|Joseph A. Akkaraemail@example.com||(703) 292-4946||1065 N|
|Aleksandr Simonianfirstname.lastname@example.org||(703) 292-2191||1065 N|
Important Information for Proposers
ATTENTION: Proposers using the Collaborators and Other Affiliations template for more than 10 senior project personnel will encounter proposal print preview issues. Please see the Collaborators and Other Affiliations Information website for updated guidance.
A revised version of the NSF Proposal & Award Policies & Procedures Guide (PAPPG) (NSF 17-1), is effective for proposals submitted, or due, on or after January 30, 2017. Please be advised that, depending on the specified due date, the guidelines contained in NSF 17-1 may apply to proposals submitted in response to this funding opportunity.
The Biomaterials program supports fundamental materials research related to (1) biological materials, (2) biomimetic, bioinspired, and bioenabled materials, (3) synthetic materials intended for applications in contact with biological systems, and (4) the processes through which nature produces biological materials. Projects are typically interdisciplinary and may encompass scales from the nanoscopic to the bulk. They may involve characterization, design, preparation, and modification; studies of structure-property relationships and interfacial behavior; and combinations of experiment, theory, and/or simulation. The emphasis is on novel materials design and development and discovery of new phenomena.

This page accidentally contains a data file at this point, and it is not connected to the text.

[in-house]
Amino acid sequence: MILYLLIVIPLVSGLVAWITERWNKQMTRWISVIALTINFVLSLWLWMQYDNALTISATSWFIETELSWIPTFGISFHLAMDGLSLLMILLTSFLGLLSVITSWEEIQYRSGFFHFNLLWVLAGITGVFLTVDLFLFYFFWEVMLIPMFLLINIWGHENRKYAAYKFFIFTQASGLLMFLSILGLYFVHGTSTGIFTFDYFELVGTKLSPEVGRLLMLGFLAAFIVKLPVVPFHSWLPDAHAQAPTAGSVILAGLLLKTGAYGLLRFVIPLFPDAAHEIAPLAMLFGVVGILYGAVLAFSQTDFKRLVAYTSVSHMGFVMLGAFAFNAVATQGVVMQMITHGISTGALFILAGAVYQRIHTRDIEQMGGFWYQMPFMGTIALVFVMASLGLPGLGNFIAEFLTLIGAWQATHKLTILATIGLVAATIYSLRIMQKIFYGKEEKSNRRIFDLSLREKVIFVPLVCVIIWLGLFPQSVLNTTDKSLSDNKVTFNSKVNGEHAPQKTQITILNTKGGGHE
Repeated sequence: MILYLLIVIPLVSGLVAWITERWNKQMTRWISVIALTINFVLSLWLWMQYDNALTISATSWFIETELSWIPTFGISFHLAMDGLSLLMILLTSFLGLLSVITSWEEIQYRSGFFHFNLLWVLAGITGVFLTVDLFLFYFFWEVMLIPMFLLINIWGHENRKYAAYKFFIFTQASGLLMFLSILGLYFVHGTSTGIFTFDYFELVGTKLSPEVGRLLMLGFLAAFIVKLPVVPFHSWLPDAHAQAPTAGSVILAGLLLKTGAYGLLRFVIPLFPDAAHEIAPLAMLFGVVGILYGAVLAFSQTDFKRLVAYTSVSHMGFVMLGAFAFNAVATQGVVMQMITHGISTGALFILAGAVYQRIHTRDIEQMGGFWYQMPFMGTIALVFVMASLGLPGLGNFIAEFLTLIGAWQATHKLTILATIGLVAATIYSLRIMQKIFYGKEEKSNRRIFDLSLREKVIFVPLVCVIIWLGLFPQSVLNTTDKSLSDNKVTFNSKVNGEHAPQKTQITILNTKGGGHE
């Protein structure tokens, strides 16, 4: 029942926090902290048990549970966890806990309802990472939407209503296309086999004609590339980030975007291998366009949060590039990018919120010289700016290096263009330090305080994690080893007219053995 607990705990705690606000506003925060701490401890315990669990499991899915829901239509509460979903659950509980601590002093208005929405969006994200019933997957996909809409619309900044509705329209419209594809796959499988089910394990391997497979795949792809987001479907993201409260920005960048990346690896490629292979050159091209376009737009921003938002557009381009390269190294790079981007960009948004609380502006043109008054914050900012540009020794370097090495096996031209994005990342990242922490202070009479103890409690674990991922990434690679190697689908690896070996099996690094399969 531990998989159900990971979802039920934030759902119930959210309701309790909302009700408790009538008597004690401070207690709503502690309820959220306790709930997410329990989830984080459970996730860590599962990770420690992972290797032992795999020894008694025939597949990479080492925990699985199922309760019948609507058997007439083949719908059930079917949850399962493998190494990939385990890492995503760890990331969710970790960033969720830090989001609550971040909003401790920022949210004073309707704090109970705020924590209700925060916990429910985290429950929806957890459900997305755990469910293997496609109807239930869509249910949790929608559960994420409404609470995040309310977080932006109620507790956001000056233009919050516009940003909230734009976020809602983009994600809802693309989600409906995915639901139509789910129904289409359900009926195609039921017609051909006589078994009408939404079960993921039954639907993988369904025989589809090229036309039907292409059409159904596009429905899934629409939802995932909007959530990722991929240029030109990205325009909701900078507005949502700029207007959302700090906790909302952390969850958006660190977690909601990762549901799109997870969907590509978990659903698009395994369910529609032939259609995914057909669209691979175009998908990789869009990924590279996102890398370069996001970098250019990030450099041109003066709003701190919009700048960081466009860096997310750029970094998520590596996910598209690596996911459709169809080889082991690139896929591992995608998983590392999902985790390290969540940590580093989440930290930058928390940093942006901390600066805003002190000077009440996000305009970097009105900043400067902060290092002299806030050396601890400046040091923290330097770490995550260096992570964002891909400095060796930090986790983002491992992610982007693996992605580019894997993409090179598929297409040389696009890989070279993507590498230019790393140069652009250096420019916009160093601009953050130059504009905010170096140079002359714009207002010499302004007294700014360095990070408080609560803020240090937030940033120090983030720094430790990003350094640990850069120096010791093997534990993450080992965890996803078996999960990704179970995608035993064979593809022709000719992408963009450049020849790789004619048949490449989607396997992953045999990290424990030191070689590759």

Projects involving in vitro demonstration of biological compatibility and efficacy are appropriate, but the program can support only limited in vivo studies. Tissue engineering and drug/gene delivery projects must have a specific focus on fundamental materials development and characterization. Studies of the mechanical behavior of hard and soft biological materials and tissues and projects in molecular biophysics may be more appropriate for one or more of the NSF programs listed below under Related Programs. Projects with an emphasis on device design and fabrication are generally more appropriate for a program in the NSF Engineering Directorate.